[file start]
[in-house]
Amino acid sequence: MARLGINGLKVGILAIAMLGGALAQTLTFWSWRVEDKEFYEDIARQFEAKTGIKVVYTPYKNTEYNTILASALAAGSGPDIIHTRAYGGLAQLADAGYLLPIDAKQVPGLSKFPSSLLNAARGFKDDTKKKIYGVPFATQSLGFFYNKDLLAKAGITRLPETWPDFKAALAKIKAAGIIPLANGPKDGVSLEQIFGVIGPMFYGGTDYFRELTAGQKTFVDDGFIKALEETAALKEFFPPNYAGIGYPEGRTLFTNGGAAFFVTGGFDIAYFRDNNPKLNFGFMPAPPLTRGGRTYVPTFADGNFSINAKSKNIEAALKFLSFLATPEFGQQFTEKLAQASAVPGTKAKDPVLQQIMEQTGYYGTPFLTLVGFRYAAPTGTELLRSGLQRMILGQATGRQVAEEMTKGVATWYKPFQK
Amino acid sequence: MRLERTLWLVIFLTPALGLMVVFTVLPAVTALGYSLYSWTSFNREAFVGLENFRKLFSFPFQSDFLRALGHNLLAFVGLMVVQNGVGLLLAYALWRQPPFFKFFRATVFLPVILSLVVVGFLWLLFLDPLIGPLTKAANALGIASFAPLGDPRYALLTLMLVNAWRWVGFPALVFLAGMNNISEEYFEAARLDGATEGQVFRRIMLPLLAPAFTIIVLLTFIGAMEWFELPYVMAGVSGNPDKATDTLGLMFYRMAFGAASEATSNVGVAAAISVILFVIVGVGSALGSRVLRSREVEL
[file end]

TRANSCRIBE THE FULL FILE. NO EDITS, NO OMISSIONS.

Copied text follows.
[in-house]
Amino acid sequence: MARLGINGLKVGILAIAMLGGALAQTLTFWSWRVEDKEFYEDIARQFEAKTGIKVVYTPYKNTEYNTILASALAAGSGPDIIHTRAYGGLAQLADAGYLLPIDAKQVPGLSKFPSSLLNAARGFKDDTKKKIYGVPFATQSLGFFYNKDLLAKAGITRLPETWPDFKAALAKIKAAGIIPLANGPKDGVSLEQIFGVIGPMFYGGTDYFRELTAGQKTFVDDGFIKALEETAALKEFFPPNYAGIGYPEGRTLFTNGGAAFFVTGGFDIAYFRDNNPKLNFGFMPAPPLTRGGRTYVPTFADGNFSINAKSKNIEAALKFLSFLATPEFGQQFTEKLAQASAVPGTKAKDPVLQQIMEQTGYYGTPFLTLVGFRYAAPTGTELLRSGLQRMILGQATGRQVAEEMTKGVATWYKPFQK
Amino acid sequence: MRLERTLWLVIFLTPALGLMVVFTVLPAVTALGYSLYSWTSFNREAFVGLENFRKLFSFPFQSDFLRALGHNLLAFVGLMVVQNGVGLLLAYALWRQPPFFKFFRATVFLPVILSLVVVGFLWLLFLDPLIGPLTKAANALGIASFAPLGDPRYALLTLMLVNAWRWVGFPALVFLAGMNNISEEYFEAARLDGATEGQVFRRIMLPLLAPAFTIIVLLTFIGAMEWFELPYVMAGVSGNPDKATDTLGLMFYRMAFGAASEATSNVGVAAAISVILFVIVGVGSALGSRVLRSREVEL